Audi will throw the spotlight on its next-generation of driver assistance and in-car entertainment systems at the Consumer Electronics Show (CES) in Las Vegas this week.
Some technology is ready to be implemented today while other showpieces are just concepts for now, but Audi's presence at CES strengthens the automaker's stature as one of the leaders in car infotainment systems.
One piece of cutting-edge gadgetry is Audi's autonomous car technology. As Audi envisages it, cars of the near future will be able to navigate traffic jams at speeds of up to 30km/h without driver intervention.
Carparks could also be driven through without a person even present in the car, and Audi expects such a pilotless vehicle would be able to park itself in the tightest of parking spots after the driver has left the vehicle, and extricate itself at the push of a button.
MMI Touch enables the driver or front passenger to input data into the on-board computer using a touchpad rather than a knob or buttons, and is also designed to improve ease of use for customers in Asian countries where the English alphabet is not used.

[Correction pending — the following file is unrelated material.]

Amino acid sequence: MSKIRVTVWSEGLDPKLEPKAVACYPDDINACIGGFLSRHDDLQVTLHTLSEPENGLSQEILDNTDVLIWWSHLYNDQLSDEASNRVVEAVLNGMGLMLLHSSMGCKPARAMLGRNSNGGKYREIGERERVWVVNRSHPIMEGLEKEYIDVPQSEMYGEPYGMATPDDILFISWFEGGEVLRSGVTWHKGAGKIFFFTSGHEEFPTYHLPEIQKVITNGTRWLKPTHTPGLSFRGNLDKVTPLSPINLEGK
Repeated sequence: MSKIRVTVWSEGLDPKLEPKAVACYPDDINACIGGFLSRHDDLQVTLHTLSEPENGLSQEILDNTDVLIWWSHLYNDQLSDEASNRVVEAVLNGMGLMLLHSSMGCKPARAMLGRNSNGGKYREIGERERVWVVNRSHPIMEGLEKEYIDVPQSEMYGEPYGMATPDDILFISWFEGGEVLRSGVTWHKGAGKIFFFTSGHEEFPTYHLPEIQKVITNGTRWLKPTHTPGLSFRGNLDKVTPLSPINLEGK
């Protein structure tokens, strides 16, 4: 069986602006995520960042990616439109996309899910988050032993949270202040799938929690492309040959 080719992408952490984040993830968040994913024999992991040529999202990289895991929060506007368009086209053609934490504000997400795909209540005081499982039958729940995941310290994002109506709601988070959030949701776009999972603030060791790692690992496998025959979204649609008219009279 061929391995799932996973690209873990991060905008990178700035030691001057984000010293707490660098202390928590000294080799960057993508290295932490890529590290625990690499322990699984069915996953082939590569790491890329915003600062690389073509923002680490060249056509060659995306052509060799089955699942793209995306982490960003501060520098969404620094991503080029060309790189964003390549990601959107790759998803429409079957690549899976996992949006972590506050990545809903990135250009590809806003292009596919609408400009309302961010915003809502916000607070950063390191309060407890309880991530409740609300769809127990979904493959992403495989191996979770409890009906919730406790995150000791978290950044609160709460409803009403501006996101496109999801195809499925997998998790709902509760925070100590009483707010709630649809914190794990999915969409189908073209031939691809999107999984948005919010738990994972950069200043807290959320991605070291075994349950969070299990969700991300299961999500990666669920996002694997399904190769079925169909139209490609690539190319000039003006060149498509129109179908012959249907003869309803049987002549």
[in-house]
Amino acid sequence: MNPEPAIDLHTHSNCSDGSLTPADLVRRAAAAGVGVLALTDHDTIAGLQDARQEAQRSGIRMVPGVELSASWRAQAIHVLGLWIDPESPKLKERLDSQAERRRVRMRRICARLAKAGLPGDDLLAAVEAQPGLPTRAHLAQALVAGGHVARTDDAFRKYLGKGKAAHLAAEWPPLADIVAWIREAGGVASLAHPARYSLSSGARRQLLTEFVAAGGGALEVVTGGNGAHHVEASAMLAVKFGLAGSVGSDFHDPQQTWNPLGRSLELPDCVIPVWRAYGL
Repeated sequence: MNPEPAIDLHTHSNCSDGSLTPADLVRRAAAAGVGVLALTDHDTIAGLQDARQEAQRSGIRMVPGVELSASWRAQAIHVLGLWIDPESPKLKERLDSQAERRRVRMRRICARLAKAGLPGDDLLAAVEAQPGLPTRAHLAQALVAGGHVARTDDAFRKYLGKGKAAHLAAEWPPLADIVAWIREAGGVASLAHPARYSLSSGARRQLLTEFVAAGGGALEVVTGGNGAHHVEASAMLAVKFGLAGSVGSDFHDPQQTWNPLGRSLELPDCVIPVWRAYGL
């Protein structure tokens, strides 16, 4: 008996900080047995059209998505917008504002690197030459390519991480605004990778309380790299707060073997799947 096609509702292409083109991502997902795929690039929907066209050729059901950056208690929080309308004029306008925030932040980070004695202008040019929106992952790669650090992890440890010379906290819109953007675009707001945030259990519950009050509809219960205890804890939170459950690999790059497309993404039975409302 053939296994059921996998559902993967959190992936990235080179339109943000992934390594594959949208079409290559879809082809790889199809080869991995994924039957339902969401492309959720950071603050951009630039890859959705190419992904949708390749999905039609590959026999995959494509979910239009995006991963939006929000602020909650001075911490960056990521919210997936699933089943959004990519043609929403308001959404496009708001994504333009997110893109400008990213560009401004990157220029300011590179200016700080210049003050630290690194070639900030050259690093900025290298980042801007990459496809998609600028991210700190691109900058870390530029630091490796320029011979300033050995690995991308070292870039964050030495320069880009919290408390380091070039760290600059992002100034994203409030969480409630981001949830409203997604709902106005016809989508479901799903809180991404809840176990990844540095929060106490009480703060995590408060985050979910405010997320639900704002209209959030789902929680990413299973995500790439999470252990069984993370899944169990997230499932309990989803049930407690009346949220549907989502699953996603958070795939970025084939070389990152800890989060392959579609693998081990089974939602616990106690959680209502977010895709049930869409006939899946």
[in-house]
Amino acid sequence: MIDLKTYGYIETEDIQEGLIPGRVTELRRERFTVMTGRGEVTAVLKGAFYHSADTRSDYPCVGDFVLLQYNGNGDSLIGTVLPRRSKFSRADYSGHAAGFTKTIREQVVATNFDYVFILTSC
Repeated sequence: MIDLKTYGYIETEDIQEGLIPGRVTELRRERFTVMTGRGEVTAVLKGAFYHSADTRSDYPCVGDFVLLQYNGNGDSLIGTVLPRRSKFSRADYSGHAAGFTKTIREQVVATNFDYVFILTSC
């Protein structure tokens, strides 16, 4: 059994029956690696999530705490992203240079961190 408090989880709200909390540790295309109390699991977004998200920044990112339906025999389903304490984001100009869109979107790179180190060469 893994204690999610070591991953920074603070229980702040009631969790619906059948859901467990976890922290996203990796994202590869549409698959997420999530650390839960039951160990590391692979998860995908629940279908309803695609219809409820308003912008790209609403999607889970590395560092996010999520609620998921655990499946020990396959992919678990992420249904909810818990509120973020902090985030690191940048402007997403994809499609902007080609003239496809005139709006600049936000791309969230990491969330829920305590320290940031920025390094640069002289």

While the A6 and A8 integrate the MMI Touch hardware to the side of the gear lever, the more compact dimensions of the A3's cabin mean the touchpad is instead mounted atop the main input dial for the MMI system.
There's no word as yet when MMI Touch will make its way into Australian-delivered A3s.
Audi will also show off its latest big-screen display concepts, with a pair of 11.6-inch colour screens showcasing the company's unique 3D display hardware.
One screen uses a camera to track the driver's head and aim slightly different images toward each eye to create the impression of three-dimensional depth, while the other Multi-view screen is able to produce 3D imagery for multiple viewers at a time.
With advances in mobile technology and greater demands on data transmission with features like in-car internet, Audi also announced that the latest LTE transmission standard (otherwise known as 4G) will become available in its cars before the end of 2013.
Other mobile-phone related gadgets include an inductive-loop charging station that completely does away with wires, although Audi has yet to announce a solid timeline for its introduction.
Other concepts include sophisticated Organic LED lighting arrays, ultra-bright LED headlamps and a laser rear brake light which traces a red line on the road behind the car to indicate where trailing vehicles should stay behind.